We perform investigations for civil or criminal valuation economics issues and confidential individual and corporate decision making needs.  Whether it is the improper use of appraisals, Ponzi schemes, governmental mismanagement of resources, fraud, professional incompetence, tunneling down for information, or market information we have significant experience in fact finding - quietly when necessary.  We have also taught forensic investigative classes for the FBI and its FBI Academy.  Some of our specialties in this field include:

Forensic Investigations: One of the principle applications in the practice of valuation economics is forensic investigations of the work of others.  Some examples of work we have performed include:

  • In a multi-billion dollar class action lawsuit against a corporation, the statistical modeling an opposing expert used to calculate damages was questioned.  The expert's files obtained through discovery were so ambiguous that his models could not be understood and deciphered.  Through research and reverse-engineering of his files we determined that the numerical variable the expert used mysteriously marked as "SD" in his notes, in fact, represented a property's school district number.  The implication of this was that a property in School District 2, was worth 100% more than a property in School District 1; a property in School District 10 was worth 500% more than School District 2, etc.  These findings were used as part of a successful Daubert challenge and the witness was disqualified from testifying.
  • In less than three week's time, managing a large team of people, we successfully reassembled the deliberately disorganized and partially destroyed records of over 400 boxes of trial evidence. They contained hundred of appraisals, sales contracts, notes, falsified documents and other materials that were evidence of the largest Ponzi scheme in Arizona history.  During the three week window, we analyzed the files, quantified the evidence shown to be fraudulent, and provided a basis to demonstrate improper auditing had occurred.  These findings were used as the basis for a nine-figure settlement of the case against the auditor.
  • We were asked whether the appraisals a major federal agency acquired and/or procured relied upon met its own legal and regulatory requirements.  We found that they did not and the agency was restructured.  We have examined tens of thousands of appraisals for the federal government in investigating its transactions, actions, and review procedures.
  • Quantity does not always reflect quality, but volumes of information are often offered as proof when in fact their content demonstrates otherwise.  We are frequently asked to examine valuation or other economics reports to ascertain their factual basis, whether than basis meets the scope of the issues involved, whether generally accepted and professionally proper methods and techniques have been applied.  These investigations often involve issues of national importance.  Often our work is never disclosed but used for the specific decision purposes of our clients.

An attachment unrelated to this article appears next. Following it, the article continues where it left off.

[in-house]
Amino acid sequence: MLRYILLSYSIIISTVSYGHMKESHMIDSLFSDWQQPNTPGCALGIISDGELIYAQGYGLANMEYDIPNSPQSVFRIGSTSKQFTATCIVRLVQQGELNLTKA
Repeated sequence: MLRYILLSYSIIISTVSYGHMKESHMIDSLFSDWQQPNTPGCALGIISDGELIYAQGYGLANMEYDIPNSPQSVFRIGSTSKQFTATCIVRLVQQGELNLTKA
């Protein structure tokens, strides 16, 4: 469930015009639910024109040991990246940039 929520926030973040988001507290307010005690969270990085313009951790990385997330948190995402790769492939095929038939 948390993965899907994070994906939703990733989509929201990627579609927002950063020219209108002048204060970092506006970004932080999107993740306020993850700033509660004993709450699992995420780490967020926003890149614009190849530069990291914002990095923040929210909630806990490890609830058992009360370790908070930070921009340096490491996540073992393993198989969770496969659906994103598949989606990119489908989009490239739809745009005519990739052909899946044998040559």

Fraud: When is something incompetent and when is it fraudulent?  We have seen many appraisals and other economic studies which were commissioned with knowledge that the result would be self-serving rather than accurate.  If one offers such reports in business or legal matters when the offeror knows is incompetent, to what degree is that individual committing fraud?  Can such representations be simply dismissed with the characterization of the report as being incompetent?  With our extensive experience working on issues where these question lie at the core, let us help you make that determination.  Significant business and litigation decisions involving expert opinions often merit a professional look-see from an independent expert to detect fraud.

Damage Calculations: The process for establishing a damages calculation in litigation or condemnation is an established and clear process, but many professionals and lawyers do not fully understand their bases or calculation processes. Through examinations of an expert's application of damages/valuation/economic theory, use of survey techniques, use of statistical techniques, improprieties in the data being used, or faulty assumptions in their analysis, among many other issues, we have investigated thousands of damage calculations.  We've seen a surprisingly high error rate.

Something to Understand About Appraisal Reviews: The forensic investigative work we perform as valuation economists has some overlap with the appraisal review process, but the two should not be confused.  An appraisal review for the most part is a second opinion by an equally qualified appraiser as to whether the value opined to is properly supported for its intended use.  Unfortunately, for complex decision making an appraisal review frequently provides less than the full picture.  By contrast, a forensic examination of an appraisal or economic report begins with a close look at its foundations, examines how its research was performed, analyzes the data processes and their analytical results, checks the framework of the decision to be made to determine the relevance and reliability of the report, and determines whether all necessary questions have been properly addressed.  It is only then that one can judge the "accuracy" of any value number, but recognition of market complexities should make it clear that the number is only valid (perhaps) in the context of what is presented in the report.  Appraising is a subset of valuation economics in the same way that Emergency Medical Technician (EMT) training is a subset of general medical practice training.  Both share a common body of knowledge, but an EMT and an MD should not be thought of as the same.  Our role is to aid in forensic investigations and to provide counsel regarding the results.